The LowDown: Tough Sledding for Dodgers in World Series Rematch

Jon SooHoo/Los Angeles Dodgers

Game One

[FRIDAY] The Dodgers were simply shut down by the Astros’ starting pitcher, Justin Verlander. The Astros’ ace tossed seven and two thirds innings with only one blemish; a lead-off solo home run by Joc Pederson in the first inning. Following being taken deep by the red-hot Pederson, Verlander punched out fourteen batters, tying his single-game career high on strikeouts.

Alex Wood took duties against Verlander on Friday night, and although tagged with the loss, pitched a great six innings. Wood struck out four and walked three while allowing only one earned run to come across. It didn’t appear that Wood has his best stuff with the lack of control at times, but ultimately pitched a game that allowed the Dodgers a chance to win through his entire outing.

The game-deciding run came across on the same play that tacked an earned run onto Alex Wood’s line due to an error by Cody Bellinger, who was playing center field that evening. Bellinger bobbled the fielded ball while attempting to transfer it to his throwing hand, allowing Jake Marisnick to advance the extra ninety feet from third base to home and eventually decide our ballgame.

Aside from the aforementioned Joc Pederson solo shot, the Dodgers’ offense was silenced through all nine innings by Justin Verlander and Hector Rondon, who was summoned from the Astros’ bullpen to close the door with two outs in the eighth inning. Yasmani Grandal, who tore it up in the prior month of July and was named to MLB’s ‘Team of the Month’, went 0 for 4, striking out four times in the game. Grandal’s four K’s adds to the team’s sixteen total in the game.

The Dodgers lose to the Astros, 2-1. (Astros lead series, 1-0)

Game Two

[SATURDAY] Lance McCullers Jr. and the Astros forcefully pummelled the Dodgers on Saturday night, making a statement as to why last October ended like it did. The Dodgers’ pitching fell out, the offense fell asleep and stayed asleep, and the Astros capitalized.

Kenta Maeda started the night against Houston, following last night’s one-run contest, and flipped the script on last night’s disposition in exactly the wrong direction. Maeda was credited with the loss after giving up five earned runs on six hits, including a home run, and two walks.

While Maeda didn’t pitch well, the bullpen didn’t do him any favors. In three and two thirds innings combined, the bullpen gave up nine earned runs. The newly acquired John Axford, who was making his first appearance as a Dodger, yielded six of those nine runs. Axford was quoted after the game saying that his one-out, six earned performance was “the worst of [his] career.”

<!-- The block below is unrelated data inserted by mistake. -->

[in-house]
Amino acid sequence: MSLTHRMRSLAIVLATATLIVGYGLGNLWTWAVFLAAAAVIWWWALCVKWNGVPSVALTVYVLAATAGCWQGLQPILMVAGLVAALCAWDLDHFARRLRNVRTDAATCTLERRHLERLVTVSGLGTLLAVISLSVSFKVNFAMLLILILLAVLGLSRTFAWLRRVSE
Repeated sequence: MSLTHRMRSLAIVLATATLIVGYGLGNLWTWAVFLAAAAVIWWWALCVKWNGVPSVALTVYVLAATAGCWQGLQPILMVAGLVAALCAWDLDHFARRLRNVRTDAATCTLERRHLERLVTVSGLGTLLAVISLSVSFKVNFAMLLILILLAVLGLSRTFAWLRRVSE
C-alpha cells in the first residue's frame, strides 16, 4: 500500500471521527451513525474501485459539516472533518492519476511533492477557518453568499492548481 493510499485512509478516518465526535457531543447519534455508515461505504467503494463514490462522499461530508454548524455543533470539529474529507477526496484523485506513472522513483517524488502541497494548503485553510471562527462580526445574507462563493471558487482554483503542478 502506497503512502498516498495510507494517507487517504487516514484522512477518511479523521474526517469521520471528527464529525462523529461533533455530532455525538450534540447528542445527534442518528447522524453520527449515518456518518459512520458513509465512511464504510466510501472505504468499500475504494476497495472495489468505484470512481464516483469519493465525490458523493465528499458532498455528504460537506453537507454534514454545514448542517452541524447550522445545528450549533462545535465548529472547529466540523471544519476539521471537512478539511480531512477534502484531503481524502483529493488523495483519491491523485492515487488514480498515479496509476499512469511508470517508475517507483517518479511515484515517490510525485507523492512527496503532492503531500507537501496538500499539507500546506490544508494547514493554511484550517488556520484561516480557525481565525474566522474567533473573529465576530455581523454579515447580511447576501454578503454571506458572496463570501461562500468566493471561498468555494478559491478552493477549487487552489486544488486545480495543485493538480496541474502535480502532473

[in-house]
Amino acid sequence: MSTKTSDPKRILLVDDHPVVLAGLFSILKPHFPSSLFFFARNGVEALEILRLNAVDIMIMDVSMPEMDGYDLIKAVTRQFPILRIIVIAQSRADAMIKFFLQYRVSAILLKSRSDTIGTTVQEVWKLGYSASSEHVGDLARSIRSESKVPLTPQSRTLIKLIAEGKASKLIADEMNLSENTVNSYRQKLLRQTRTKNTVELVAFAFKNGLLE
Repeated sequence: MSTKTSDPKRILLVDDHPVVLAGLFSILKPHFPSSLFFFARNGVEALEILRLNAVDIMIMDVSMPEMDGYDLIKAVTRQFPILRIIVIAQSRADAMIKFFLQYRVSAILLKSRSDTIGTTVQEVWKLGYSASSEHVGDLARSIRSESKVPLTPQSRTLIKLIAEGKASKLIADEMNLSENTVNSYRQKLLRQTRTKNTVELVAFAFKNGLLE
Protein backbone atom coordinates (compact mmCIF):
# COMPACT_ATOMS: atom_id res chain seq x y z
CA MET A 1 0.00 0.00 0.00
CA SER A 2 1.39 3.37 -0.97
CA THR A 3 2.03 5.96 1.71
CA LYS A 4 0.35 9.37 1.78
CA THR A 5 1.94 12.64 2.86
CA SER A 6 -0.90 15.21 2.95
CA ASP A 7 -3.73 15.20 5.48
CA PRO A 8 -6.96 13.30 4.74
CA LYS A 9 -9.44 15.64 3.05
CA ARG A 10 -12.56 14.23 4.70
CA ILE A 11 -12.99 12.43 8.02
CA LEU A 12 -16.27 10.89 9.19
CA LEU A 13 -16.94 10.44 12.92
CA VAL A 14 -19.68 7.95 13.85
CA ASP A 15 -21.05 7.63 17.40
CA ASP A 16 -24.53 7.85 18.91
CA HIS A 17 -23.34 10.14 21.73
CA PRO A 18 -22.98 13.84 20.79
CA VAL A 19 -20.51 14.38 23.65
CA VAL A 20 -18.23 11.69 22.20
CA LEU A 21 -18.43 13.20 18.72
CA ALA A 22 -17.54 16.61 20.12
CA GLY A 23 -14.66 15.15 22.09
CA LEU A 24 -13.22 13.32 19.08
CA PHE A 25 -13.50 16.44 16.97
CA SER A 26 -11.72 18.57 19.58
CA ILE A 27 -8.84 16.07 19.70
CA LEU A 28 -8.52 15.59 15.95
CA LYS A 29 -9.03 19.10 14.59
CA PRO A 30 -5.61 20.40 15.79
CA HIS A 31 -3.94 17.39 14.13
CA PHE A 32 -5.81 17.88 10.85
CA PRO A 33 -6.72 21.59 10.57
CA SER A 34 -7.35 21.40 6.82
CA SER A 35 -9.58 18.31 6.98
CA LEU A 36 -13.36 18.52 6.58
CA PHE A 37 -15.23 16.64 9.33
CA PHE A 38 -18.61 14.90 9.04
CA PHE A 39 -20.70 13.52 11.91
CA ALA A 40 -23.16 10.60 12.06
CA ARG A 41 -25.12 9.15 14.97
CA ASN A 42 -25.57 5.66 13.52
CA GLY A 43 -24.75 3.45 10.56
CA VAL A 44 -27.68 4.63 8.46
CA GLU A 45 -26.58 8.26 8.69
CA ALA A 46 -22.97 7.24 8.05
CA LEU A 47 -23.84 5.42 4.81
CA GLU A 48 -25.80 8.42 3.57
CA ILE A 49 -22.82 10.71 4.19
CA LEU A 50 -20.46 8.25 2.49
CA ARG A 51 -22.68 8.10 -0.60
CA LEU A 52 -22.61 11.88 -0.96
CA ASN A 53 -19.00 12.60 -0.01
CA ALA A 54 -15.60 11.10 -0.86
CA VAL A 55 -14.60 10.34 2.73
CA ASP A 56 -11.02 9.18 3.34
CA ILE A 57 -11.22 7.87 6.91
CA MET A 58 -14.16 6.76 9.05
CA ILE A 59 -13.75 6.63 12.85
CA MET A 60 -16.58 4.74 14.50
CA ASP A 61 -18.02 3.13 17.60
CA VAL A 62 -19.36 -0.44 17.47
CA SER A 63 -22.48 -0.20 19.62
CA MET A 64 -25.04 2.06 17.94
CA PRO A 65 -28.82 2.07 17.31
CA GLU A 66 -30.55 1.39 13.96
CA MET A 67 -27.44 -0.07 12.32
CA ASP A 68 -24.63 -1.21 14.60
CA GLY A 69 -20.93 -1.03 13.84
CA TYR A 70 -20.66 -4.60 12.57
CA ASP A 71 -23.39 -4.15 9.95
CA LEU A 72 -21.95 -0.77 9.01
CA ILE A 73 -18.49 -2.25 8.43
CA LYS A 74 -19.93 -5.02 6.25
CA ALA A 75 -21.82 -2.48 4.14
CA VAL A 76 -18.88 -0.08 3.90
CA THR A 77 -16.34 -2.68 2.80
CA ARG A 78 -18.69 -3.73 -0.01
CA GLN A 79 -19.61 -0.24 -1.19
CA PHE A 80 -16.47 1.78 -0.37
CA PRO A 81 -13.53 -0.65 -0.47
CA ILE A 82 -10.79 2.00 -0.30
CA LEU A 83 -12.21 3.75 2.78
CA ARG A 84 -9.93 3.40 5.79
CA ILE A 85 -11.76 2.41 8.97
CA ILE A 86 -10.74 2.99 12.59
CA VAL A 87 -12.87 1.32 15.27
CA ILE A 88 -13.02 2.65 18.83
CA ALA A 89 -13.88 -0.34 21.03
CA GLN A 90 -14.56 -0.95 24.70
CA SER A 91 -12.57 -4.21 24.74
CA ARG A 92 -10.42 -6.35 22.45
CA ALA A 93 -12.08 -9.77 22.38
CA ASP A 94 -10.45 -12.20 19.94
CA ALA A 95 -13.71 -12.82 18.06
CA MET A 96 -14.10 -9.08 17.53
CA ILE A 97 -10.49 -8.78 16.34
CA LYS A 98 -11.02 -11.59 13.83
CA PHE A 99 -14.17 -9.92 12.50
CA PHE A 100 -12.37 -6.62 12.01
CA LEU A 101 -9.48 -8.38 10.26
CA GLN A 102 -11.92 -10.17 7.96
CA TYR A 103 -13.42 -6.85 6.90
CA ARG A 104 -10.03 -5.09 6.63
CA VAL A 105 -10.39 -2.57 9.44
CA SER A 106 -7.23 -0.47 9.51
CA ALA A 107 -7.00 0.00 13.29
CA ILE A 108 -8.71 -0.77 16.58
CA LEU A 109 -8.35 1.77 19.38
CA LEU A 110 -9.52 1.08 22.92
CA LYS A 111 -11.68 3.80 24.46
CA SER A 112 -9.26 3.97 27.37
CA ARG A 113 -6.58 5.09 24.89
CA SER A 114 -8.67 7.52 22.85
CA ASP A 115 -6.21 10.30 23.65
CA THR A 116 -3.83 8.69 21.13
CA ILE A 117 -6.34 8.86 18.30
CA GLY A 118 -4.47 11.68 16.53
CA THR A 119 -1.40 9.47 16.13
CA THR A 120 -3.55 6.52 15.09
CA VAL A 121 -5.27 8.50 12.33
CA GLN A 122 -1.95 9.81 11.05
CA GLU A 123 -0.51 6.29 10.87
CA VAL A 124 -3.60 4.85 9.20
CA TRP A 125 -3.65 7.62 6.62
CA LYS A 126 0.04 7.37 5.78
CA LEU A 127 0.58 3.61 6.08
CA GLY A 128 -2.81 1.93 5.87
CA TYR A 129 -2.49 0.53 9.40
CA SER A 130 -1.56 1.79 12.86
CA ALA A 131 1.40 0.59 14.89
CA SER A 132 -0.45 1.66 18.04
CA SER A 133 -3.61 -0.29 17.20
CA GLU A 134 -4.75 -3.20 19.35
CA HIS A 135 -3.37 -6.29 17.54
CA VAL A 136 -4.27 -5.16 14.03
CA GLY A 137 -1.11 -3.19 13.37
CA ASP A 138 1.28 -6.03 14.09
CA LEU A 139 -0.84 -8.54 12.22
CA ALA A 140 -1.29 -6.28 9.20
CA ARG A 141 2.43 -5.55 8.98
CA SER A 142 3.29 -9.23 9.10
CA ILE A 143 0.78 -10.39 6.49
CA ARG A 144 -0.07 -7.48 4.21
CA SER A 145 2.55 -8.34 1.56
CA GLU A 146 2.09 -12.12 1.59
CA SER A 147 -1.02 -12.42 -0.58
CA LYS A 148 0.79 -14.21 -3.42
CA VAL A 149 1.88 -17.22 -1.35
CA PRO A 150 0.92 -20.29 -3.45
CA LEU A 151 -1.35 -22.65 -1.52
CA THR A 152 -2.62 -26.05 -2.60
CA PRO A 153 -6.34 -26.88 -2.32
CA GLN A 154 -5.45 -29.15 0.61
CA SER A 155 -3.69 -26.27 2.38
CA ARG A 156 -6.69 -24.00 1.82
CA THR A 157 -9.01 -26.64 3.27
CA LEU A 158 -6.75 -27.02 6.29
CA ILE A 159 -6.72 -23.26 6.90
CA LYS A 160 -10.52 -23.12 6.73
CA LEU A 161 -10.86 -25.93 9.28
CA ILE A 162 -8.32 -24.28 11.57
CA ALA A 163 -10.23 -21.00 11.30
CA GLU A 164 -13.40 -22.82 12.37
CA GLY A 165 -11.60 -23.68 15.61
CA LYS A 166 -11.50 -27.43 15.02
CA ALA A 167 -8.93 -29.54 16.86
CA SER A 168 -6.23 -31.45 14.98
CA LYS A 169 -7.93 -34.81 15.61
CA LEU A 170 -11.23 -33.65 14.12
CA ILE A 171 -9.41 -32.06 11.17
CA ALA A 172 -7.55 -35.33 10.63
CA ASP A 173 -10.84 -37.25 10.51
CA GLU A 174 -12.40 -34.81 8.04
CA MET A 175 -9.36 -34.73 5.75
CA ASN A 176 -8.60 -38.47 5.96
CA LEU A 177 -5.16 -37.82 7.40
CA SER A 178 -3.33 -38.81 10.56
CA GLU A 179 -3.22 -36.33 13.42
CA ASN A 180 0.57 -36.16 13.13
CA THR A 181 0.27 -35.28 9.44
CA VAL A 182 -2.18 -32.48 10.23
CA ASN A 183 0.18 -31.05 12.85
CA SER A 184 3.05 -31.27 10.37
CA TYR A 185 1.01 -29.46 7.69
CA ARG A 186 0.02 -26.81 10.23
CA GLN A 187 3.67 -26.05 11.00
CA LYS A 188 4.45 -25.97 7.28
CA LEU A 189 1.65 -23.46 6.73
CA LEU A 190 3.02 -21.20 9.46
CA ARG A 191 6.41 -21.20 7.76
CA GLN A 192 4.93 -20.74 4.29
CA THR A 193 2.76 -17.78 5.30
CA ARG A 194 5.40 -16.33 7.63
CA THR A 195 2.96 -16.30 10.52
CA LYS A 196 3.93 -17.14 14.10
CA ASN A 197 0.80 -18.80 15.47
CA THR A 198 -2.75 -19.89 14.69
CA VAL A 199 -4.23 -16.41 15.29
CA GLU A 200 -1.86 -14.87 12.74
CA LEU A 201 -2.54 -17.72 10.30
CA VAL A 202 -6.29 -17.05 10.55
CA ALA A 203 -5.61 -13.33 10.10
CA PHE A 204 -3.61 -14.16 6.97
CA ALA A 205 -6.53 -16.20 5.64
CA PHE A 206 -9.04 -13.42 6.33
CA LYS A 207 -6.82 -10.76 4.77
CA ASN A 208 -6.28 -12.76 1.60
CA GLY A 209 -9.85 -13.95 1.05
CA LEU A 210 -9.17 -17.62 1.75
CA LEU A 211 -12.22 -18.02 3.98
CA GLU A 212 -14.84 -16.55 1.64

The offense was down in the first inning and stayed down through all nine, suffering the worst shutout of a Dodgers team at home since 1923. The Dodgers put nine runners on base in comparison to the Astros’ nineteen-spot in that department. Only three of the Dodgers’ nine baserunners reached on hits.

The top three hitters in the lineup, Chris Taylor, Manny Machado, and Justin Turner, each had a hit in the game, which frustrates the Dodgers’ inability to score any runs even more. Brian Dozier, who had been given the day off Friday against Justin Verlander, walked three times in his four plate appearances.

The Dodgers lose to the Astros, 14-0. (Astros lead series, 2-0)

Game Three

[SUNDAY] The Dodgers’ offense steps up and bounces back to take a close game against the Astros, boosting the club morale after playing seventeen consecutive games and going 9-8 during that stretch. The pitching was excellent and the offense was solid, leading to the victory.

Walker Buehler pitched well against a dangerous Houston lineup, striking out eight while yielding only two solo home runs. Besides the George Springer and Tony Kemp solo shots, Buehler only permitted two base hits through five and one third innings. After a handful of ugly starts for Buehler, this outing should do wonders for his confidence on the mound.

The Dodgers’ two July position player acquisitions, Manny Machado and Brian Dozier, played huge roles in the win. Machado, batting second for Los Angeles, went 3 for 4, scoring twice. On the other side, Brian Dozier, batting fifth, drove in two RBIs early in the game, giving the Dodgers the lead that they would keep and later add onto to seal the victory.

While Dozier drove Machado in one, the run that eventually would become the deciding run was driven in by the clean-up hitter, Cody Bellinger, who doubled to bring Machado home from first base. Bellinger would later single in the eighth to polish off a 2 for 4 line on the day.

The bullpen pitched three and two thirds innings; the exact same amount as last night when nine runs were charged to the relieving crew. However, this time around, the bullpen allowed only one hit as no runs came across. Dodgers’ closer, Kenley Jansen, came on to begin the ninth with a one-run lead and slammed the door like he’s been known to do. Jansen collected his thirty-first save of the season, leading the National League.

The Dodgers defeat the Astros, 3-2. (Astros win series, 2-1)

Dodgers-LowDown ‘Player of the Series’

With the offensive and defensive fits that the Dodgers experienced, finding one standout player is difficult. But, even though his sample size is somewhat small, Dylan Floro earns honors as the Dodgers-LowDown ‘Player of the Series’ for LA.

Floro’s Final Line:

  • 2.2 IP
  • 0 H
  • 0 R
  • 0 BB
  • 3 SO
  • 0 HR


Arrick Joel has covered the Dodgers since 2017, and for Dodgers-LowDown since 2018. Follow @ArrickJoel and @DodgersLowDown on Twitter for more.